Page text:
On April 10, 2023, the Arkansas legislature passed the Social Media Safety Act (the “Act”). Pending the governor’s signature, the Act will take effect on September 1, 2023. See S.B. 396, 94th Gen. Assemb., Reg. Sess. (Ark. 2023). The Act will require a “social media company” to (1) use a third-party vendor to verify the age of account holders of its “social media platform,” and (2) obtain express consent of a parent or legal guardian prior to allowing an Arkansan under the age of 18 to become an account holder. Id. at § 4-88-1102. Knowing violations of these requirements are subject to a fine of $2,500 per violation, enforceable by a prosecutor or the Attorney General.
A “reasonable age verification” may be completed using a digital copy of driver’s license or other government-issued identification, or any commercially reasonable age verification method. § 4-88-1102 (c)(2). The social media company and its third-party vendor are prohibited from retaining the information used to perform the age verification. § 4-88-1103.
The Act defines “social media platform” as a “public or semi-public internet-based service[s] or application[s]” that have users who reside in Arkansas and on which a “substantial function” is to connect users to allow them to “interact socially with each other within the service or application.” §4-88-1101(8). Notably, there is no floor to the number of Arkansas users which triggers age verification, so a social media company with any Arkansas users is subject to the age-verification requirements.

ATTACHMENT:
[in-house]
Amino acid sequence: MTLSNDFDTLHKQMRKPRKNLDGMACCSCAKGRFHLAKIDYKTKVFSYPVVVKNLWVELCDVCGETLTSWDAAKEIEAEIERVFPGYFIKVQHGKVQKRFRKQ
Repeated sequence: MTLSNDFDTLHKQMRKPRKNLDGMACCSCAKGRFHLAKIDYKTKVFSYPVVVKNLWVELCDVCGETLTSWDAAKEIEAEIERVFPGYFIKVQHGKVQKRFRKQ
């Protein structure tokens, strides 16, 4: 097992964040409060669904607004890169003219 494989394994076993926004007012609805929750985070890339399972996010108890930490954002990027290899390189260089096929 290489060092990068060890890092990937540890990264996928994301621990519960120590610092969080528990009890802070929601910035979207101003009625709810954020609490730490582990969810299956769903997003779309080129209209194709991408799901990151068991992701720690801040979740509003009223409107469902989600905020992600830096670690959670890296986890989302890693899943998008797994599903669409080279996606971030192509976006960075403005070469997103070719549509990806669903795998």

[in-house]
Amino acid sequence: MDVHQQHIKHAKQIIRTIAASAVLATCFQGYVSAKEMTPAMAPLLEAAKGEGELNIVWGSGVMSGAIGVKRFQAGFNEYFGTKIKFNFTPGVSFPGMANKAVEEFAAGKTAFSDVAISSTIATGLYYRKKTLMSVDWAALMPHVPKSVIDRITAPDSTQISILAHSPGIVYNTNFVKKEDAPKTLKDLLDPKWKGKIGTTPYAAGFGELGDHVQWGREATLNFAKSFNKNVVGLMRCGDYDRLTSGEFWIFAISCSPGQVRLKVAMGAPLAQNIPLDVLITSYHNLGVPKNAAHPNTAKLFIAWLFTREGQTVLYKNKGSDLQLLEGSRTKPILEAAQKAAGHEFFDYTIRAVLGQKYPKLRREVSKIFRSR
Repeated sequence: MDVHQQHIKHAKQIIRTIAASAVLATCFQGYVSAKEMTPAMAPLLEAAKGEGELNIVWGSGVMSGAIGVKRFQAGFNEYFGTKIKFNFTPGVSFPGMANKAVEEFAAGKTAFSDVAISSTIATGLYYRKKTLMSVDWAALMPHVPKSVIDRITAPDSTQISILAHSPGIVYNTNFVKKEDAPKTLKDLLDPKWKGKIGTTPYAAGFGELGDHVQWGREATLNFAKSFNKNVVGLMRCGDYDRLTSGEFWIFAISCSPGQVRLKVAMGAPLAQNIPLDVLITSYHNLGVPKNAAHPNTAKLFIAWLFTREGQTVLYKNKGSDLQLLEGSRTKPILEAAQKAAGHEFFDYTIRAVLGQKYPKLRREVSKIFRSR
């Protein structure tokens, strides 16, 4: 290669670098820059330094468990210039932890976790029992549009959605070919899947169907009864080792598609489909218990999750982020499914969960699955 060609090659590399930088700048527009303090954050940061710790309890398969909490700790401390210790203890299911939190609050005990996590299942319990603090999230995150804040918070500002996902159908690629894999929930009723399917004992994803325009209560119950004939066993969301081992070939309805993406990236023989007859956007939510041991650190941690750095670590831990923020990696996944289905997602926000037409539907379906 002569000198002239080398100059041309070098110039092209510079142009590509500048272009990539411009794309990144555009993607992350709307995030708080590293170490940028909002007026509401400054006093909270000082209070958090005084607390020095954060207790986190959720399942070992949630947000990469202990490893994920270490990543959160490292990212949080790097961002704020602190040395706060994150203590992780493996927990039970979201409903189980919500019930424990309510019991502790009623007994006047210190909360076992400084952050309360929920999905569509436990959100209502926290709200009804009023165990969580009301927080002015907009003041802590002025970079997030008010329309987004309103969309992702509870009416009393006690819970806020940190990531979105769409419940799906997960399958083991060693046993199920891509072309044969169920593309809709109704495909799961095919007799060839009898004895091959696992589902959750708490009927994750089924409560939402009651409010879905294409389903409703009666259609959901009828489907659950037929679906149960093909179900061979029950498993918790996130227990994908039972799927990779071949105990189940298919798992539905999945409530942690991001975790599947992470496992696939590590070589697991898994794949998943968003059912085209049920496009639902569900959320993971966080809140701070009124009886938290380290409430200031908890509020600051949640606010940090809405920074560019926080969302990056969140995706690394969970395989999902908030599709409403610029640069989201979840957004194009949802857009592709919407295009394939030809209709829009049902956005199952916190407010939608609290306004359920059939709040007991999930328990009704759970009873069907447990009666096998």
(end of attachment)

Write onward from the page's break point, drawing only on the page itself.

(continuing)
The Act applies only to “social media companies,” defined as businesses that provide online forums where a user creates a public profile or account for the primary purpose of interacting socially with other profiles and accounts, uploading or creating posts or content, viewing posts or content of other account holders, and interacting with other account holders or users. § 4-88-1101(7). However, social media companies with less than $100 million in annual gross revenue and “internet service provider[s]” are exempt from regulation. Also exempt are websites whose “predominant or exclusive function” is email, private direct messaging between sender and recipient, or online shopping, among numerous other carve-outs. The Act applies to Arkansas-based social media companies, as well as companies based elsewhere in the United States and even foreign-based companies.
Social media companies with Arkansas users will have a little less than five months to determine whether they fall within the scope of the Act and, for those that do, to select a third-party vendor and develop a plan to comply with Act’s requirements.
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